Olimzhin Eshonov v Uzbekistan, UN Doc CCPR/C/99/D/1225/2003
A father of a man who died in custody submitted a complaint to the Human Rights Committee (Committee), alleging violations of his son’s rights and his own rights under arts 2, 6 and 7 of the International Covenant on Civil and Political Rights by Uzbekistan. The Committee found that Uzbekistan had breached the ICCPR, finding the son had been arbitrarily deprived of life, subject to torture or cruel, inhumane or degrading treatment and that Uzbekistan had failed to conduct an adequate and impartial investigation of the allegations.
The author of the complaint to the Committee was the father of a son who was arrested and died in custody in Uzbekistan. The author contended that his son was healthy before his arrest and died as a result of his treatment in custody. The author produced to the Committee photographic evidence of trauma to his son’s body, including bruising, scratching and swelling.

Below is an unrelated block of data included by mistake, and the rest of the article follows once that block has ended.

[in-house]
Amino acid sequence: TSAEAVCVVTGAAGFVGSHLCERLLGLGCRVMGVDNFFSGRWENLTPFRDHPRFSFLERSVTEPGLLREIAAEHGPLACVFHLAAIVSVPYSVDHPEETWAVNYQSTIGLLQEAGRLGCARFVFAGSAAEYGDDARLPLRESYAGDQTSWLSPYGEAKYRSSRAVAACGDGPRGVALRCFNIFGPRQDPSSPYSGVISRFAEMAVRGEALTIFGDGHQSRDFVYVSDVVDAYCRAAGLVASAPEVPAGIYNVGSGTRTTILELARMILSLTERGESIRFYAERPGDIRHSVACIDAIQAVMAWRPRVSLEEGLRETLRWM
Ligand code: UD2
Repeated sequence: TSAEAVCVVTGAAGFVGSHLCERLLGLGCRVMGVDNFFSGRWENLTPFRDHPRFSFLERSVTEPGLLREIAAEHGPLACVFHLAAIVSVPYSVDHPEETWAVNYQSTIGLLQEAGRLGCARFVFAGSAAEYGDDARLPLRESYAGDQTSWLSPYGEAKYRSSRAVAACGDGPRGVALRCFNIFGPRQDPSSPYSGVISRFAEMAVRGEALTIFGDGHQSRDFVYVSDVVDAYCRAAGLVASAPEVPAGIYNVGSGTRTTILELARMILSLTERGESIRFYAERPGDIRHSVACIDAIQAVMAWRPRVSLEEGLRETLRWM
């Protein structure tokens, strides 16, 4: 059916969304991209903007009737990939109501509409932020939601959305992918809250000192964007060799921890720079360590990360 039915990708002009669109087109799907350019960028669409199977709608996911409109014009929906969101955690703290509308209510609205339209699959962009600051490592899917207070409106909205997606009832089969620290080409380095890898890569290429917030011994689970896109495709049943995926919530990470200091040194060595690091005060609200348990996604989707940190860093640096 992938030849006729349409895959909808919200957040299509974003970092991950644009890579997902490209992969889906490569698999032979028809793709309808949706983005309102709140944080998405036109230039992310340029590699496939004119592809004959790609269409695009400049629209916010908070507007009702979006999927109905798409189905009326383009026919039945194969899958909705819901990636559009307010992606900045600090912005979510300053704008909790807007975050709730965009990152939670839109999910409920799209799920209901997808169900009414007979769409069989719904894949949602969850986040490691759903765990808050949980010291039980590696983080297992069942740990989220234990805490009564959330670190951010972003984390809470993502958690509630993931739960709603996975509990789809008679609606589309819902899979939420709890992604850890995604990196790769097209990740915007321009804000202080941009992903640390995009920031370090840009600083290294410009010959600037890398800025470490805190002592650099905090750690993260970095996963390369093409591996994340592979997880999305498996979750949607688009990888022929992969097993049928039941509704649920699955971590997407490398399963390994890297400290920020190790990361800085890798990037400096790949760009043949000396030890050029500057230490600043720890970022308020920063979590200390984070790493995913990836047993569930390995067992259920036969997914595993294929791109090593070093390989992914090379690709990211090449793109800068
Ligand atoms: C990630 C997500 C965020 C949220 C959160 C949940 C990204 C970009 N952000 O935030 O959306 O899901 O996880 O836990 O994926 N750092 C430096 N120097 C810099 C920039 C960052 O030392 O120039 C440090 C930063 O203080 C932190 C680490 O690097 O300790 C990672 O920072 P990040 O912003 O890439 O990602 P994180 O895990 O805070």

Initial investigations by authorities in Uzbekistan determined there would not be criminal proceedings initiated in relation to the case. The author submitted several further petitions to various state bodies including the General Prosecutor requesting further investigations. Further internal investigations were conducted that concluded that the son died of several chronic health issues including hypertension, chronic anaemia, chronic lung infection and kidney infection resulting in brain haemorrhage. X-rays showed seven broken ribs, which were explained to be the result of cardiac massage.
The author contested the findings of the internal investigations, in particular as they were not consistent with the actual injuries as shown in his photographic evidence or his son’s prior medical history as he had never been diagnosed with any of the chronic illnesses documented.